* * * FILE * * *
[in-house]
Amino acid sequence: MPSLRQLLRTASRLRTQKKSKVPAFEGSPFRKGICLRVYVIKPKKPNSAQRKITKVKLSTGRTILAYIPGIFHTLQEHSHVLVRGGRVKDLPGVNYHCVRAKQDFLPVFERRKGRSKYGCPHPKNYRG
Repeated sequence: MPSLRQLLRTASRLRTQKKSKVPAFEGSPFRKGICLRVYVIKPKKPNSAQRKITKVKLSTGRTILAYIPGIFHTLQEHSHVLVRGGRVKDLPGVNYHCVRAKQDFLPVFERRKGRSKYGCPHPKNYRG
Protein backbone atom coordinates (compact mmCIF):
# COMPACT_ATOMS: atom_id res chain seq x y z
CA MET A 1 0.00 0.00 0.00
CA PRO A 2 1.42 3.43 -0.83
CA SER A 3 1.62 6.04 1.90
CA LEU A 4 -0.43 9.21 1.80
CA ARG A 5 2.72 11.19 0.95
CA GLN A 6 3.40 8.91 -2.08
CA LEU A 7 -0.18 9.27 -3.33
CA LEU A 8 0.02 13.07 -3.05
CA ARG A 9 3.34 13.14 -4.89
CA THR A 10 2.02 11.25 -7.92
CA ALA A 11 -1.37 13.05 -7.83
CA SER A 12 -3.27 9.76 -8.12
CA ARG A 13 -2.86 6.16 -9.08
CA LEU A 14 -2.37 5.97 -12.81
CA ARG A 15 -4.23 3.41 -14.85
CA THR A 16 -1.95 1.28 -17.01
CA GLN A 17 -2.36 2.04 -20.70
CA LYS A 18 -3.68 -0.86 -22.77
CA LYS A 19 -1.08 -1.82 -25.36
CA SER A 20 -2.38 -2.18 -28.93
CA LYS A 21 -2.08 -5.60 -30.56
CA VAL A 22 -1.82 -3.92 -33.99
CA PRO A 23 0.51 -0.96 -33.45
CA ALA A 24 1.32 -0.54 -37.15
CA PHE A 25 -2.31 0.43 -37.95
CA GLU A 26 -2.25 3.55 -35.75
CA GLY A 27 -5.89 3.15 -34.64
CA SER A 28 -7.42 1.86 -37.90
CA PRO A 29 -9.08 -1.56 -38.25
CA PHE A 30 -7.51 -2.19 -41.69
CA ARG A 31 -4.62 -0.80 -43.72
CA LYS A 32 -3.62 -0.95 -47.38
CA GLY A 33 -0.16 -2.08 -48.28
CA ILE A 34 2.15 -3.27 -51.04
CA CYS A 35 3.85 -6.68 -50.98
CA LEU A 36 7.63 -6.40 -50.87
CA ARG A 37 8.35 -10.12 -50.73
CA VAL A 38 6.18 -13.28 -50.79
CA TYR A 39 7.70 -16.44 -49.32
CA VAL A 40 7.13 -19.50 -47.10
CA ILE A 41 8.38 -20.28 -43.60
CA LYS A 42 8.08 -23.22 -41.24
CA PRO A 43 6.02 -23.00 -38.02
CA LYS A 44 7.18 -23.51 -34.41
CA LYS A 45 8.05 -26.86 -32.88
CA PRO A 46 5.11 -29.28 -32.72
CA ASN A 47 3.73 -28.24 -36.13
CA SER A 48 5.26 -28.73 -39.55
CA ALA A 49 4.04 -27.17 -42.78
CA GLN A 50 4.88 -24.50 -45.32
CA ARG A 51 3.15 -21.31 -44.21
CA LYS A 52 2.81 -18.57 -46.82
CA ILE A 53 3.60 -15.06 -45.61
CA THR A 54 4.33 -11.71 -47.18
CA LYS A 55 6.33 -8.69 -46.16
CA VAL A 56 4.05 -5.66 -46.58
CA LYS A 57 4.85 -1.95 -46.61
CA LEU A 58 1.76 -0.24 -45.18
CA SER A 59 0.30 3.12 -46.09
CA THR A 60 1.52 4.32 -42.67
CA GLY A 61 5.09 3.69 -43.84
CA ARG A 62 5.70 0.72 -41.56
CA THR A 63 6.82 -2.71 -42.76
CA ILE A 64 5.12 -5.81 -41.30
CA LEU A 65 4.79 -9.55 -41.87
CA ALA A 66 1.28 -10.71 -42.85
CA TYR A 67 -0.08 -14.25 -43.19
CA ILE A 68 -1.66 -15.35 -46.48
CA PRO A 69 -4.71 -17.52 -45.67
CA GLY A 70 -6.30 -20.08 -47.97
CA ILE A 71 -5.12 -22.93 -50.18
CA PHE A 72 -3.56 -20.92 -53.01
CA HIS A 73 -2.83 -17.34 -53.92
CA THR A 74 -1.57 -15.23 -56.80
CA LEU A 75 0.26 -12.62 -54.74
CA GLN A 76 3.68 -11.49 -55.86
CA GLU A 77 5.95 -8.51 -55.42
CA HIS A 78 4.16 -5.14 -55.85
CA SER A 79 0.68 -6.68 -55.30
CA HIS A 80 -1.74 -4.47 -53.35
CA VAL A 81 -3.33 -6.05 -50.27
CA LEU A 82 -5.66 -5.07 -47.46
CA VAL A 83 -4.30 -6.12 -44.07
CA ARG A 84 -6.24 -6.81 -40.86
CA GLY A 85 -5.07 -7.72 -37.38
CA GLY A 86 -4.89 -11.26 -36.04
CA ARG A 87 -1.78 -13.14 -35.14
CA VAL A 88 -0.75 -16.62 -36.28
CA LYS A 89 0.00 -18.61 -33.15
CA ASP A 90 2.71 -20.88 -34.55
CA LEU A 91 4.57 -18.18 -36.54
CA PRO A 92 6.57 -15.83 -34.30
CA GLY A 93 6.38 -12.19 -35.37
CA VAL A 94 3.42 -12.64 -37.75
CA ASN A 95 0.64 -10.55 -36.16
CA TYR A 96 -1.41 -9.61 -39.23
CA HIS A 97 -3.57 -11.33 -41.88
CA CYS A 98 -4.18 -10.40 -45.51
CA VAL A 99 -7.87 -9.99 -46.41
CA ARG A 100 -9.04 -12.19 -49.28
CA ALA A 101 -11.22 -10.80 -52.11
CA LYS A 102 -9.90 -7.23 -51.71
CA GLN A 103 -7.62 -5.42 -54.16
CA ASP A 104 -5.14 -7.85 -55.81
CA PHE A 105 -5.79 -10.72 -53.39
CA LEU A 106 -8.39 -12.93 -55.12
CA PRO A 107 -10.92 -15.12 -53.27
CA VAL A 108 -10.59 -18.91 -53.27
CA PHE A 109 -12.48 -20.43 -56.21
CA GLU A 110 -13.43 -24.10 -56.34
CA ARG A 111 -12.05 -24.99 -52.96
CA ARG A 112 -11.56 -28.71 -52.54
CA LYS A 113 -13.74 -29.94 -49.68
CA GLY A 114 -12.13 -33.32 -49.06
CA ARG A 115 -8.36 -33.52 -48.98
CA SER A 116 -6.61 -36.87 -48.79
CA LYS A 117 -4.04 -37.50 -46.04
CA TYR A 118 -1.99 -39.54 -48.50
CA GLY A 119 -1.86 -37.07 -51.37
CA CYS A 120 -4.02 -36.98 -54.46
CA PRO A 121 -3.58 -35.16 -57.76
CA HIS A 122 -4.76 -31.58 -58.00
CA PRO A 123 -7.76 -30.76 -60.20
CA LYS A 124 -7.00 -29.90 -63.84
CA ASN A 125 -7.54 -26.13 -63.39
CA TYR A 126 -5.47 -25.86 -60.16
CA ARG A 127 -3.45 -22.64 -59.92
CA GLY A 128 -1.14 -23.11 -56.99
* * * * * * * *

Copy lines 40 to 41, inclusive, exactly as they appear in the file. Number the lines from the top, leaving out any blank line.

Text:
CA CYS A 35 3.85 -6.68 -50.98
CA LEU A 36 7.63 -6.40 -50.87